It’s one thing to call a knife a hunter. It’s another if the knife actually works in the field as a hunting knife.
In this case, the L.T. Wright Large Northern Hunter is accurately named.
by Leon Pantenburg
I was hunting in south Warren County, Mississippi, looking to harvest another doe in a cull hunt. I had had a very successful season so far, and got to check out several knives by using them for their intended purposes.
At my shot, the 145-grain Speer Grand Slam bullet from my 7mm-08 dropped the doe in her tracks. I walked out to the deer, pausing briefly to be thankful for another humane harvest, and for the gift of being able to hunt deer. (DEER HUNTERS: I hope all of you appreciate that just about anybody can hunt deer in the USA. We are blessed!)
Then it was time to get to work. The Hunter was the primary knife used on this deer. It did the under the tail work, and was used for the initial spine-down, belly-up cut that opens up the abdomen. It split the ribcage, and was dipped in the bloody slurry of the successful heart/lung shot, and was used for some of the initial skinning. Then, it disjointed two lower legs and cut off the head. I’d call that wrung out.
Obviously the knife worked well, or I would have pulled out my backup Ambush Tundra.
Here are the Large Northern Hunter specs, courtesy of Knivesshipfree.com
|Blade Steel:||AEB-L Stainless @ 59-60 RC|
The good stuff:
Blade design: Based on the traditional Canadian leaf design, this design is one of my favorites. My go-to Ambush Tundra has a similar shape, and I love it for big game hunting. The hump on the spine protects the user from piercing the entrails in that first, spine down, edge up cut that opens the abdominal cavity. There is ample belly for skinning, and the blade is long enough for slicing. For a knife designated to be a slicer, you’d want a longer straight area.
I prefer a four-to-five-inch blade on a hunting knife. That length is ideal, IMO, for the initial gutting and disjointing of the lower legs. That blade is also nimble enough to use inside the cavity to cut the esophagus and diaphragm. For small game, my vote goes to a two-to-three- inch blade.
Point: A drop point is almost ideal for a hunting knife. You need a point that can pierce, for the under the tail work, and still be thin enough for the detail skinning around the neck and front shoulders. The Hunter proved to work well for both.
The point is centered on the lade, meaning it will also be very effective for drilling in wood. This becomes important if you’re doing bushcraft wood carving, such as whittling out bow drills for fire making.
Handle: Another winner. The handle allows for a solid hammer grip for woodworking, but it also works well for the other grips a hunter might use. The micarta gets tacky when wet, and there is no problem with the handle getting slippery, even when it’s covered with blood.
The handle is well-designed for skinning. You can put your index finger on the spine, and grasp the end of the handle with your fourth and pinky fingers. The thumb and middle finger brace the blade and handle.
Blade thickness: I like thin blades for working knives, and this comes from using them in the field. I’ve never broken a knife blade, and with today’s superior steels, a thick blade is a hindrance for field dressing big game and most bushcraft tasks. At .120-inch thick, the Large Hunter works very well for all hunting tasks, and it is also a good slicer.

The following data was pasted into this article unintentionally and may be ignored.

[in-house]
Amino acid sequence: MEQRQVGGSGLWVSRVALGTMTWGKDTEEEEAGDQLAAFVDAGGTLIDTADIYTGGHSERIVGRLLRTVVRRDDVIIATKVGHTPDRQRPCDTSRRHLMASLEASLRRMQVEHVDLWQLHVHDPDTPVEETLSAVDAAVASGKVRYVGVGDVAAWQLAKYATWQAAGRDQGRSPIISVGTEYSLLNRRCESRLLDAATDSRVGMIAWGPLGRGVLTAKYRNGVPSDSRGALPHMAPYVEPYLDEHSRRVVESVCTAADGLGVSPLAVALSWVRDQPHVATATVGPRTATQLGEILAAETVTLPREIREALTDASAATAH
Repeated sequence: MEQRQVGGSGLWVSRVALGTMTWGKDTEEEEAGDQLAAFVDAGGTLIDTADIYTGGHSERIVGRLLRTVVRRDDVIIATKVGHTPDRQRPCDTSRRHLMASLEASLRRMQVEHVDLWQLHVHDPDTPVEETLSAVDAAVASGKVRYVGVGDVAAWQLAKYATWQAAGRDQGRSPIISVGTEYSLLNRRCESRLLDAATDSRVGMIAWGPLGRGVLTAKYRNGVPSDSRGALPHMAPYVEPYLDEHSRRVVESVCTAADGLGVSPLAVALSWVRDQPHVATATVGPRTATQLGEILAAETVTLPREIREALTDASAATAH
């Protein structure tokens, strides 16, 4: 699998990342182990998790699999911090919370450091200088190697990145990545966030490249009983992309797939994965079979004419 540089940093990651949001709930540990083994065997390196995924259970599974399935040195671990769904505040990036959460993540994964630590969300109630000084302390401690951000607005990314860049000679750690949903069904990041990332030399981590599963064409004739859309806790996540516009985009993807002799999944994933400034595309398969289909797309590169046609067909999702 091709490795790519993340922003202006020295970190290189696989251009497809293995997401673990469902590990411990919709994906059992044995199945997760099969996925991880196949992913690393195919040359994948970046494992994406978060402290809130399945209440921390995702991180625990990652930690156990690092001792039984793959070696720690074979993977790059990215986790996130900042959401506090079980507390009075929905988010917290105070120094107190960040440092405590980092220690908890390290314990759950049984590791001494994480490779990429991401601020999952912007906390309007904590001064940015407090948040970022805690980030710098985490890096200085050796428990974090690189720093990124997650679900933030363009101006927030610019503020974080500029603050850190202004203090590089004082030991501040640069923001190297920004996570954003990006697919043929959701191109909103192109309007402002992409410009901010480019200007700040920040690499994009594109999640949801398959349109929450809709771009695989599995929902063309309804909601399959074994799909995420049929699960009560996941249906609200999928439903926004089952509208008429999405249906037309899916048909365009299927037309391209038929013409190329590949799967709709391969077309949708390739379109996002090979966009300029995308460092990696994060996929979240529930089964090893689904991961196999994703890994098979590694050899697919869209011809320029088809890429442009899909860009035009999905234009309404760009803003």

Steel: The large hunter is made of AEB-L Stainless @ 59-60 RC. This steel has excellent edge-holding ability, and it didn’t need sharpening when the heavy lifting was done. After being cleaned and washed, all it took was a couple strops on my jeans leg to make the Hunter paper-whittling, razor sharp again.
I deliberately left blood, slime, goo and hair to dry on the blade before cleaning it. (Generally, I wipe down any blade with an alcohol wipe after field dressing animals or cleaning fish.) There was no staining at all. I was impressed with this steel.
Grind: Flat grind with micro bevel. The grind on the blade will affect how well it will work. I prefer convex for a working knife, but the Hunter worked great as it was. If you sharpen free hand and/or use a strop for sharpening (You should!) eventually this edge will wear into a convex grind.
Spine: Don’t overlook the spine when shopping for knives. I want a 90-degree angle on the spine, so it can be used to shred tinder and in a pinch be used to scrape a ferro rod for firemaking. The Hunter’s spine will work great.
Sheath: This sturdy leather sheath is set up as a dangler. This is also my preferred style of sheath for a user knife.
Warranty: All L.T. Wright knives are made in Wintersville, Ohio, and come with a lifetime guarantee. Any questions, you can call the shop and probably talk to the person who made the knife.
Is a Large Northern Hunter the best hunting knife for you?
Could be. I couldn’t find anything about the knife I didn’t like.
- It’s nice that makers are using the Canadian-style point and blade. IMO, this is the best configuration for a knife that will be used primarily as a hunting/bushcraft tool. Once you use one, you’ll become a convert. When it came time to wring it out in the field, doing the work it was designed for, the Hunter came through with flying colors. I have no doubt that this knife would perform equally well on elk, moose, bear etc.
- I like the company that stands behind this knife. I met many of the craftspeople at the BLADE show last year in Atlanta, and you couldn’t ask for nicer, more knowledgeable folks.
All in all, you would be hard pressed to find a better hunting knife. This one is a winner.
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